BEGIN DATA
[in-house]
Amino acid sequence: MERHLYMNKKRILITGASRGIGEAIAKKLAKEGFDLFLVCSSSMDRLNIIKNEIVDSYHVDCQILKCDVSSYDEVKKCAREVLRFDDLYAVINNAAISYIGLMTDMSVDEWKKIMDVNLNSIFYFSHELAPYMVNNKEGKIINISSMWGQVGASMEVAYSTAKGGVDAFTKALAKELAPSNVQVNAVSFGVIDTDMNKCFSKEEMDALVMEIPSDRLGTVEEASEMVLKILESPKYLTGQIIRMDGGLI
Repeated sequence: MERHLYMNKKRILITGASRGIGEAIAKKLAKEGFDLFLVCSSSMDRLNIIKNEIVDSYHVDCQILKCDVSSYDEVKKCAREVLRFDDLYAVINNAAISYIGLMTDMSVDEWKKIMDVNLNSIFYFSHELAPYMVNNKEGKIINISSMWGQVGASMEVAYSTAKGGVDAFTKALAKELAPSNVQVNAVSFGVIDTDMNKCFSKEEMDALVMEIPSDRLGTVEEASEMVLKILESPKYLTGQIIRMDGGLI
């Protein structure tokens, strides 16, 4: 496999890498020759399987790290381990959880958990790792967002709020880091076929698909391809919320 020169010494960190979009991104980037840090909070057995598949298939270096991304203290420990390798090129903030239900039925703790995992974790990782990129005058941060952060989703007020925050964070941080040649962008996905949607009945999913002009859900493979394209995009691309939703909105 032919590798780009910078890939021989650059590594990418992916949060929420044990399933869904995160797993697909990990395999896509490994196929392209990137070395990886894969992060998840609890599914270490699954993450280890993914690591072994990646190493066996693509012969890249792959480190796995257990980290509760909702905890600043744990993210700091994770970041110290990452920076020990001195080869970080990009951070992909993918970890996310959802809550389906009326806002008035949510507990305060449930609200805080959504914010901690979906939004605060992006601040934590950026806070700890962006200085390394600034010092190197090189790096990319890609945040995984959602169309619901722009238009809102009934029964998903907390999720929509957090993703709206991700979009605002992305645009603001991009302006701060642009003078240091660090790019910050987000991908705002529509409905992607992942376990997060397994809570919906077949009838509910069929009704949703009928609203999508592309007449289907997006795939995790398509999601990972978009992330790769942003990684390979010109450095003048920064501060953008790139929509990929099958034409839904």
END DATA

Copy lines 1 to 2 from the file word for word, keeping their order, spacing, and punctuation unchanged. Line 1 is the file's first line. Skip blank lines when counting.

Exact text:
[in-house]
Amino acid sequence: MERHLYMNKKRILITGASRGIGEAIAKKLAKEGFDLFLVCSSSMDRLNIIKNEIVDSYHVDCQILKCDVSSYDEVKKCAREVLRFDDLYAVINNAAISYIGLMTDMSVDEWKKIMDVNLNSIFYFSHELAPYMVNNKEGKIINISSMWGQVGASMEVAYSTAKGGVDAFTKALAKELAPSNVQVNAVSFGVIDTDMNKCFSKEEMDALVMEIPSDRLGTVEEASEMVLKILESPKYLTGQIIRMDGGLI